In treatment programs at La Casa, Mary also met other domestic abuse survivors.

“I got to hear other stories,” she said. “Other couples are going through this.”

That helped Mary to find the voice to speak up for herself, she said, and the courage to set personal boundaries.

Mary has also learned from La Casa that she is okay without Frank. Unlike many victims of domestic violence, Mary has always had her own job and income, her own home and her own vehicle. She has also had support from her family throughout.

“My role there is to provide education, advocacy and support,” said La Casa Lead Nonresidential Case Manager Stacy Carbajal. “Domestic violence is a viscous cycle,” she said. “We understand that.”

Domestic violence survivors “have to feel like they’re ready to get this education,” Carbajal said. “Whenever they’re ready, we’re here to offer those supportive services,” she said.

Mary said La Casa has never pressured her to end her relationship with Frank. Instead, she said, “they gave me tools on how to make my relationship healthier,” and also to help her deal with the shame she has experienced because of the abuse.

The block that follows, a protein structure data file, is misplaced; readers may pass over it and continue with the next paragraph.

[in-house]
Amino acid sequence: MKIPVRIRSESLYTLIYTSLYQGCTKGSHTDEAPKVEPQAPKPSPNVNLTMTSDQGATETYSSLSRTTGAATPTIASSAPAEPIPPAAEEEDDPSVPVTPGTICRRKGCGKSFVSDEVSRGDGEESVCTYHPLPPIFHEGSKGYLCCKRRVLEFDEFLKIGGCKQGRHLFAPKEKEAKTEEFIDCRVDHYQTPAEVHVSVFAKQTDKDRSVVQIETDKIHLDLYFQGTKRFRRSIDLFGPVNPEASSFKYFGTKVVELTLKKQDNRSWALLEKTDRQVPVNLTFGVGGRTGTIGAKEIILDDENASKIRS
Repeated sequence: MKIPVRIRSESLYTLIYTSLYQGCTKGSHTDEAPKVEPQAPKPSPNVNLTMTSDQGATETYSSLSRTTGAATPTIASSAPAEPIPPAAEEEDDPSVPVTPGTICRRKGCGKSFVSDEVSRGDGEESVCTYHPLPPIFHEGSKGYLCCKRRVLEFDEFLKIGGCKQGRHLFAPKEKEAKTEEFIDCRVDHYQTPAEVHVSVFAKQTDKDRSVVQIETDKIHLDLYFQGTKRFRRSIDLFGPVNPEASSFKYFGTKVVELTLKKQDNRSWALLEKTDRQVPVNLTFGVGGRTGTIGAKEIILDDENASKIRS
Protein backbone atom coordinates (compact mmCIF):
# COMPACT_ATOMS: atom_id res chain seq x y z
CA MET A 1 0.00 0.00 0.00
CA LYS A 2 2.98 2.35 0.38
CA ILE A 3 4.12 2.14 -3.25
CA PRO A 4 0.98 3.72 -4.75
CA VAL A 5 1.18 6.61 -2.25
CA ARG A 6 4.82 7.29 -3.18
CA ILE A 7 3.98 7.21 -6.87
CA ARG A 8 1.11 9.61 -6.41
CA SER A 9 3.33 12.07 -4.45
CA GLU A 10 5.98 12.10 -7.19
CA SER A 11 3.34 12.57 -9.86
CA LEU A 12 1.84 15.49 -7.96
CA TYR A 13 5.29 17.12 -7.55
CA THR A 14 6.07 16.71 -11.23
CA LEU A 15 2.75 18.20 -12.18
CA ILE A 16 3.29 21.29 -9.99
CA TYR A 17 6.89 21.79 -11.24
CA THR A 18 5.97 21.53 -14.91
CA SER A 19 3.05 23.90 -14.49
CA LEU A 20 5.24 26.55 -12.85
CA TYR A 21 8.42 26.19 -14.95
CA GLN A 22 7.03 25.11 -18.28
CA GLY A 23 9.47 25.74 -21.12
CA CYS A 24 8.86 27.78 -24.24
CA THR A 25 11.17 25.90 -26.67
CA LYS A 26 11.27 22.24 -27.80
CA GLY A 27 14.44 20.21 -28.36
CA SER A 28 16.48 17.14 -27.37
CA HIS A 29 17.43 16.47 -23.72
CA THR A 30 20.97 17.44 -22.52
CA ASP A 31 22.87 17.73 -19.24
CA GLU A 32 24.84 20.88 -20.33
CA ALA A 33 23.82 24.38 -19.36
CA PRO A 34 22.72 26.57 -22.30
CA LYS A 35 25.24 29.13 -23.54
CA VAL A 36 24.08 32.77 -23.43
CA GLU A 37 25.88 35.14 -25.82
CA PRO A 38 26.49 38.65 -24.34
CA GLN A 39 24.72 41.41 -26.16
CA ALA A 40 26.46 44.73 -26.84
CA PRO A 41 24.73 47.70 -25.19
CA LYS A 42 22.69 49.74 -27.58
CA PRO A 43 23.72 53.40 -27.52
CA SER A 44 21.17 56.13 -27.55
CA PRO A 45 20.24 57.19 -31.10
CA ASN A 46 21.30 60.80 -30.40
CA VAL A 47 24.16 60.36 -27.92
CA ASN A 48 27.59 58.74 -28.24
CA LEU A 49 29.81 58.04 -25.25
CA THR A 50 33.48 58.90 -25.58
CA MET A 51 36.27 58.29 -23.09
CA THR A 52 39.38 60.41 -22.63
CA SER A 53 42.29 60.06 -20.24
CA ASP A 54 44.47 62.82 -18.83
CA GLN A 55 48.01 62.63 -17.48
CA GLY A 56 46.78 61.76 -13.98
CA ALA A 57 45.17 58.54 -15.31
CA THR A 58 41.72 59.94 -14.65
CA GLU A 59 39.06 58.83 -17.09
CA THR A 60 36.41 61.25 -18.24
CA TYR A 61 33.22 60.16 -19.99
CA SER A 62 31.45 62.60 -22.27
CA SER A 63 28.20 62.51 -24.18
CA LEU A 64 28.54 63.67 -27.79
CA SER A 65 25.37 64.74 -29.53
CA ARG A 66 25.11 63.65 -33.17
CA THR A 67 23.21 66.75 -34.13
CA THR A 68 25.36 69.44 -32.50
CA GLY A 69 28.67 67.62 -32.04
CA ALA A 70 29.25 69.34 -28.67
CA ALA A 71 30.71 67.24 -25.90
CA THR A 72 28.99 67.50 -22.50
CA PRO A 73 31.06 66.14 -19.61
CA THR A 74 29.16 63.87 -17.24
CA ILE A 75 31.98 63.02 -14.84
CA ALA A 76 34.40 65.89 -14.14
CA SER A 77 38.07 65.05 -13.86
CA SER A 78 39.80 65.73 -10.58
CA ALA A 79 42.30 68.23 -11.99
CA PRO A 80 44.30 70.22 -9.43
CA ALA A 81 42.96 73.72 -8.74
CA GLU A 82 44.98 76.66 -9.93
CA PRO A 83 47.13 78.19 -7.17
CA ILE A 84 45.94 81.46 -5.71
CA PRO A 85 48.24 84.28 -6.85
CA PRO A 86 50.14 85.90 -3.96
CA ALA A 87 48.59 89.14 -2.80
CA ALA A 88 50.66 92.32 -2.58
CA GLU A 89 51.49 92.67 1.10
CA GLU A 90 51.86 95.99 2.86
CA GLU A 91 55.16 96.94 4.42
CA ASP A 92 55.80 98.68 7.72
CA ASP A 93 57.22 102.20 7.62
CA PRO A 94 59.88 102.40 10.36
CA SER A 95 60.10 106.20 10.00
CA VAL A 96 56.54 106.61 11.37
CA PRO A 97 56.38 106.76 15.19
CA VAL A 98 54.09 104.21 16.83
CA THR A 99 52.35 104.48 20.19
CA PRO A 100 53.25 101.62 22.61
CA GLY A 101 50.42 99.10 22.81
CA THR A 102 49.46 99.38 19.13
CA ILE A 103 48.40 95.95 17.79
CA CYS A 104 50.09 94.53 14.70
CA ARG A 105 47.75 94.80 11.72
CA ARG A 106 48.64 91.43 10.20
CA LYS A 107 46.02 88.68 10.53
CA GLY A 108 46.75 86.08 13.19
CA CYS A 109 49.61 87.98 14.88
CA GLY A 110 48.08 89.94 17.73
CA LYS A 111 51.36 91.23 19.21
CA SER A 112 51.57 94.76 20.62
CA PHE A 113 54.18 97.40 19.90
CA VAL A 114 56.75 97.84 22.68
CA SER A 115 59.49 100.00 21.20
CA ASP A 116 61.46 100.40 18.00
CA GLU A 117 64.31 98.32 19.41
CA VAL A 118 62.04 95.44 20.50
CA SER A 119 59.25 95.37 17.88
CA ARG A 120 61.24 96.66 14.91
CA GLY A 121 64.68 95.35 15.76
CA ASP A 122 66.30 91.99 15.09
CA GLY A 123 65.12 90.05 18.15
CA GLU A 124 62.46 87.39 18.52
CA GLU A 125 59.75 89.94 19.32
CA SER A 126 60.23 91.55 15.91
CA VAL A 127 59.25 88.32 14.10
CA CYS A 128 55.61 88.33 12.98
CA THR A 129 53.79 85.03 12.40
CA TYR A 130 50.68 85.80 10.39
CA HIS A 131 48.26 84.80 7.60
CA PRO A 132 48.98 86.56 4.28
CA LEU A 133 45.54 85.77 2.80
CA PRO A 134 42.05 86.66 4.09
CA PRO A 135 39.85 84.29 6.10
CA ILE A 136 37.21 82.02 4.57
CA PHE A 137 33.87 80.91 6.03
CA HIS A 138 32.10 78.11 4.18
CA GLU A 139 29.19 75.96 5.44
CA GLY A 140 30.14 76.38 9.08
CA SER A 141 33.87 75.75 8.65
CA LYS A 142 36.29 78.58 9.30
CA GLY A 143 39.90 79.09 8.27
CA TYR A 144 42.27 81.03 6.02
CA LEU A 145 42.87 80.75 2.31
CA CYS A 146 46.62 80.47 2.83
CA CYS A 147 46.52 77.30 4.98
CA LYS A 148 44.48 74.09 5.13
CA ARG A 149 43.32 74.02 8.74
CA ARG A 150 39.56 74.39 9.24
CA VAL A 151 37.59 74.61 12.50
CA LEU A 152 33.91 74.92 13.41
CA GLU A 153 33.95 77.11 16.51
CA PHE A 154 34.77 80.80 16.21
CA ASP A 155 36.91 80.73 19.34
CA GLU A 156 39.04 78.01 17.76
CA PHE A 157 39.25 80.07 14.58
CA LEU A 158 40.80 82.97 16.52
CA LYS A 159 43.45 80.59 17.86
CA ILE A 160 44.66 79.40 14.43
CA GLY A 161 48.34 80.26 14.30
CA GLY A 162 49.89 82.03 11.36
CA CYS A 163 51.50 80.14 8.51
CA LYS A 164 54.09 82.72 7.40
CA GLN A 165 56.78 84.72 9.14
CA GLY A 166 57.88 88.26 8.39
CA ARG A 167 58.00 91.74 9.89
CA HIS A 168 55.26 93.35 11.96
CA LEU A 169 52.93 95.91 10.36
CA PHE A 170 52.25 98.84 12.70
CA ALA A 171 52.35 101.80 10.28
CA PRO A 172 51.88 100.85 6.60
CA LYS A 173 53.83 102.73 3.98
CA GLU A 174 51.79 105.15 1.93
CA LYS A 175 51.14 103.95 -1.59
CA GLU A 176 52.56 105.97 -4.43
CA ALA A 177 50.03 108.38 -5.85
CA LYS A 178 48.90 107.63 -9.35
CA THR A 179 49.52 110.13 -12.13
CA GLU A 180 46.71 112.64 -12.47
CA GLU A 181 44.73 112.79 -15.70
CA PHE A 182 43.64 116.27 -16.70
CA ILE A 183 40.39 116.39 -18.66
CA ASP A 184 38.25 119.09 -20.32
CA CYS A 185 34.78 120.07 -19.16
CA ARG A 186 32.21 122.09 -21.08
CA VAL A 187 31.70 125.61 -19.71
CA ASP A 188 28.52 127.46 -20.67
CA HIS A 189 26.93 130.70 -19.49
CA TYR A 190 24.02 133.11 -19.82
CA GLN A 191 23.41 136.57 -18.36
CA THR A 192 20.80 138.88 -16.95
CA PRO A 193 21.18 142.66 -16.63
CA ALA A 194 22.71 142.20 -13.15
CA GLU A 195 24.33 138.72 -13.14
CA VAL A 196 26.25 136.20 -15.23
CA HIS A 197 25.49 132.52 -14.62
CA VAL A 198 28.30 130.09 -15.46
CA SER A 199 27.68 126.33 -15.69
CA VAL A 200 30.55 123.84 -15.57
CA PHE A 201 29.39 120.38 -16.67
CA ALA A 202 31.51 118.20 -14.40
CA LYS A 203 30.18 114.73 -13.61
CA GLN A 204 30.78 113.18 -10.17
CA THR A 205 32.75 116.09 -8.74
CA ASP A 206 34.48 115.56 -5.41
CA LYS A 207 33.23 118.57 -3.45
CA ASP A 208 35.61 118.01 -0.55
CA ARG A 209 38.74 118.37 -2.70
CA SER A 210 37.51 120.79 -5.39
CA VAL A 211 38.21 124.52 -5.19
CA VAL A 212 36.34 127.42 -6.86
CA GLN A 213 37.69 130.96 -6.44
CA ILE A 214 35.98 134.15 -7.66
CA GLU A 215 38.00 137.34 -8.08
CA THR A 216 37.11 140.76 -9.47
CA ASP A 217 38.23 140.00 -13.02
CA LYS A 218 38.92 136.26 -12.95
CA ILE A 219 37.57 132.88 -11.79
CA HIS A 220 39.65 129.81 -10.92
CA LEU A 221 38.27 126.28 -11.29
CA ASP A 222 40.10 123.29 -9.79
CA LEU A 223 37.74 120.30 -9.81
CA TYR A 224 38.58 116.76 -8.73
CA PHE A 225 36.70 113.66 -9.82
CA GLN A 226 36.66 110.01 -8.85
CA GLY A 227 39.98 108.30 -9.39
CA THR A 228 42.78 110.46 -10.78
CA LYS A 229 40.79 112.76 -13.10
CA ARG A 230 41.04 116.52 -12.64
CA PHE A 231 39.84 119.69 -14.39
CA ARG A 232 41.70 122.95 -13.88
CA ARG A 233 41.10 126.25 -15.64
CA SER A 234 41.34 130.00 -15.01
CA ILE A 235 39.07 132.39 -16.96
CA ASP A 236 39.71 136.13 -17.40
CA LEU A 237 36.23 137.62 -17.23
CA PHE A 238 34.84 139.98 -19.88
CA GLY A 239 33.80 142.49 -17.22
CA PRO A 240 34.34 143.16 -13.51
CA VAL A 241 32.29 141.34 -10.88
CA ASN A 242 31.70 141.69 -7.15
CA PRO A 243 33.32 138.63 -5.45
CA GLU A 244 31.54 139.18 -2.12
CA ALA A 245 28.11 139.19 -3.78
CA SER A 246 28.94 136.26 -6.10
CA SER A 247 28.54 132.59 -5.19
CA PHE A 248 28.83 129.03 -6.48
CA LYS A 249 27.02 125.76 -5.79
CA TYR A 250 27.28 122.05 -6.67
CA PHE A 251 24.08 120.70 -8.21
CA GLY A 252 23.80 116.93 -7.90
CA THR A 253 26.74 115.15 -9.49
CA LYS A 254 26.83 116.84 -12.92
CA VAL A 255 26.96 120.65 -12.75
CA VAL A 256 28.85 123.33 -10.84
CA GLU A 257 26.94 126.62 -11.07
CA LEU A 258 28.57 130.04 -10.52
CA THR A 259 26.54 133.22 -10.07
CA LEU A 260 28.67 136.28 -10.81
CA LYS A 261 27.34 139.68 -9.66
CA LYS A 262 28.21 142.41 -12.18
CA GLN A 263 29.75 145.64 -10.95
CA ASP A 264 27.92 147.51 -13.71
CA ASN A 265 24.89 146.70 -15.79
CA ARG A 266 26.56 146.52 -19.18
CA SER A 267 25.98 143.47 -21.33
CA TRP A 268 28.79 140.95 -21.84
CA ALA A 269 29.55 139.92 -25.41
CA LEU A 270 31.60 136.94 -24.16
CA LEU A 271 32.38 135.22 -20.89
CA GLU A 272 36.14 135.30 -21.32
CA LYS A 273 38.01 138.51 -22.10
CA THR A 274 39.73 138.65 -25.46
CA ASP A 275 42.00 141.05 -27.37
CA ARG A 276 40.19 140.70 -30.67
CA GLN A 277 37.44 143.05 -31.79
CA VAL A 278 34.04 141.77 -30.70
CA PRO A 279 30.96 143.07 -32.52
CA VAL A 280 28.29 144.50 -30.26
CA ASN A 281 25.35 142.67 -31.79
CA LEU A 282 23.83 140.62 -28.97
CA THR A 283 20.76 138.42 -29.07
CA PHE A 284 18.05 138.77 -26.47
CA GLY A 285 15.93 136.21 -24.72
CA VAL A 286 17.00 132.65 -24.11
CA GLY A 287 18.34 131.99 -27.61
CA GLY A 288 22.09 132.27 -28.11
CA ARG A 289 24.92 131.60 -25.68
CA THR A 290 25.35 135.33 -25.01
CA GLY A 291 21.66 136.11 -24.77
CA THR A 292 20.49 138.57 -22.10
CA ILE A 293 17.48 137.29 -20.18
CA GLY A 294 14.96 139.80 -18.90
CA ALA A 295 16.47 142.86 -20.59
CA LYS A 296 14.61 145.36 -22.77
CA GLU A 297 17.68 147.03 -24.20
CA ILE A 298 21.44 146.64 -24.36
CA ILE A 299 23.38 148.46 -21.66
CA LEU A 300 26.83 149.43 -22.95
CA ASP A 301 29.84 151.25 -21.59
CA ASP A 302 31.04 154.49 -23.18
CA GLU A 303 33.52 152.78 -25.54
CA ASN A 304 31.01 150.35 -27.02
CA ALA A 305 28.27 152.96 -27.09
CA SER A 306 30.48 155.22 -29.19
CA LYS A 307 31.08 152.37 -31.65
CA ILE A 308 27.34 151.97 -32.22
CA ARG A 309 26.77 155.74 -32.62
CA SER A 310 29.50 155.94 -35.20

Carbajal remembers Mary was surprised when she was told she would not have to give up her relationship with Frank to continue treatment at La Casa. “It’s your choice,” Carbajal told Mary.

La Casa helped her with creating boundaries and learning to be more assertive to create healthier relationships, Carbajal said, so Mary could decide for herself about her future.

Carbajal has been with La Casa for the past five years, she said.

Mary said she would recommend La Casa to anyone dealing with domestic violence. “You don’t have to be silent,” Mary said.

For more information about La Casa, visit www.lacasainc.org.

La Casa, Inc., Domestic violence, Behavioral Health